The good news is that in December the U.S. Commerce Department cut duties on Canadian lumber imports virtually in half, from 20.2 percent to 10.8 percent. The bad news is that it might not make much difference in the price that big builders are paying. The new countervailing duty is 8.7 percent, down from 16.2 percent; an anti-dumping tariff is now 2.1 percent, down from 4 percent.
The issue has been a lightning rod for the Commerce Department, Canadian lumber industry, and U.S. home builders, who are facing material cost increases on all fronts. Citing U.S. law that allows duties to be imposed if a foreign import is receiving subsidies from its government, the Commerce Department has ignored NAFTA rulings that the duties are illegal. NAFTA, meanwhile, has determined the Commerce Department's calculations justifying a Canadian subsidy to be flawed.
The market has apparently sided with NAFTA. According to NAHB economist Michael Carliner, softwood lumber prices were already anticipating that the federal government will lose pending court cases related to the duties. The evidence of this, says Carliner, is a simple comparison of the price of lumber sold in the United States to lumber sold in Canada for domestic use. “In 2003 or so, the difference was about $70. Once the NAFTA panel in August 2004 ruled the duties had to be terminated and the money refunded, the difference between the U.S. and Canadian price went down to between $20 and $40, which was what it was when there was no duty—it was $20 in 1995.”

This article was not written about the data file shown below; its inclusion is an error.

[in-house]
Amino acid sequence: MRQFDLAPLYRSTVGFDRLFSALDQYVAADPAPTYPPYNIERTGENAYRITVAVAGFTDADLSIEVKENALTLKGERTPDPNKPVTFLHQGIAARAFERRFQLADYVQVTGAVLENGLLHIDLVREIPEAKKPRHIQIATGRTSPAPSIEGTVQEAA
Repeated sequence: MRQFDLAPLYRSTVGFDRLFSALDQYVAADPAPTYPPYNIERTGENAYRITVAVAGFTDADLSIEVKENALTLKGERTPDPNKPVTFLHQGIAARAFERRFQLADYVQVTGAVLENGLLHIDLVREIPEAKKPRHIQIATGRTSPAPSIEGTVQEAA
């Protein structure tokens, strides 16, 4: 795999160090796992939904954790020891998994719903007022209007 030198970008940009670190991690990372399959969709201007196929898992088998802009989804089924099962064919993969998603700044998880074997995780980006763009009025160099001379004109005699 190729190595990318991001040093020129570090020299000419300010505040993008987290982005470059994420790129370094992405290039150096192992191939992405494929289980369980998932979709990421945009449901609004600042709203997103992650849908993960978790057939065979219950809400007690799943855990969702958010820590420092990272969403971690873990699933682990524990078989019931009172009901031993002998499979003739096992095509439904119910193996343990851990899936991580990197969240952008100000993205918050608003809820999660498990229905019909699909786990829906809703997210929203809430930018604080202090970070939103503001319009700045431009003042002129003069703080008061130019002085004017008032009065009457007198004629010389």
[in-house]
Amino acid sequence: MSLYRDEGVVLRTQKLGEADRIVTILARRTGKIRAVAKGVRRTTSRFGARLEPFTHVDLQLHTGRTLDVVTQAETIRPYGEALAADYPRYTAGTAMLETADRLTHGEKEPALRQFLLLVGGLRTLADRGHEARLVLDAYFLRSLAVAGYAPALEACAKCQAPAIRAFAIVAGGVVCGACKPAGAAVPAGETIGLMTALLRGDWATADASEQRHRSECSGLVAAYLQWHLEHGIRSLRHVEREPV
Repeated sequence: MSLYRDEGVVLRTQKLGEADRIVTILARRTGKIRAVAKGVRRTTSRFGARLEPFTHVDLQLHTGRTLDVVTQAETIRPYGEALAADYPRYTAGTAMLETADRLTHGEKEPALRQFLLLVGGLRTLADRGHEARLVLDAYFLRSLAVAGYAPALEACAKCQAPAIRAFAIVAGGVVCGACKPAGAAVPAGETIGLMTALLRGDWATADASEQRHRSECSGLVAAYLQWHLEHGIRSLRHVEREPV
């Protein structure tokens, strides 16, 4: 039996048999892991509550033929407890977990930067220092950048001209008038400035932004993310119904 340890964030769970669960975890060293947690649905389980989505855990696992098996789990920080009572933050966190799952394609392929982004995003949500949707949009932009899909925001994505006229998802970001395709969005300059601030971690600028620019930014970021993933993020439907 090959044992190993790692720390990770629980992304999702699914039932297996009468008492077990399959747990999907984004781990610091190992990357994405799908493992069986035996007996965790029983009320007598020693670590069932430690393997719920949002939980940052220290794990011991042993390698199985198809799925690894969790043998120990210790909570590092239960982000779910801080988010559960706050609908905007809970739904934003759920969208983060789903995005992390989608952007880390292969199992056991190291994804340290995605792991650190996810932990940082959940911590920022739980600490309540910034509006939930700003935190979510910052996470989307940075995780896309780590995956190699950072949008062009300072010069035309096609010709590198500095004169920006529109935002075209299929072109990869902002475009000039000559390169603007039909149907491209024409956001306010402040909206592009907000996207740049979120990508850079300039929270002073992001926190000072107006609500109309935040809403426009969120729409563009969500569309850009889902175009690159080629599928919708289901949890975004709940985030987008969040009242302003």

Thus, little of the duty is being passed through into the price at this point, so don't hold your breath for a price drop based on the duty relief. Of course, any predictions hinge on the same assumptions that have been driving the market price. “As long as the Canadians pursue their legal case and win, which is what the market is saying, then nothing will happen [in terms of price]. If they were to negotiate an agreement like they did in 1996, then we would have higher prices.”
Fortunately for builders, the Canadians are showing no signs of easing off on their offensive. John Allan, president of the British Columbia Lumber Trade Council, called the Department of Commerce's move a “very positive step as Canada fights to have the illegal duties reduced to zero.”
Weighing in on the Canadian side of the debate is the NAHB, whose president, David Wilson, called the recent Commerce Department action a mere “halfway measure.”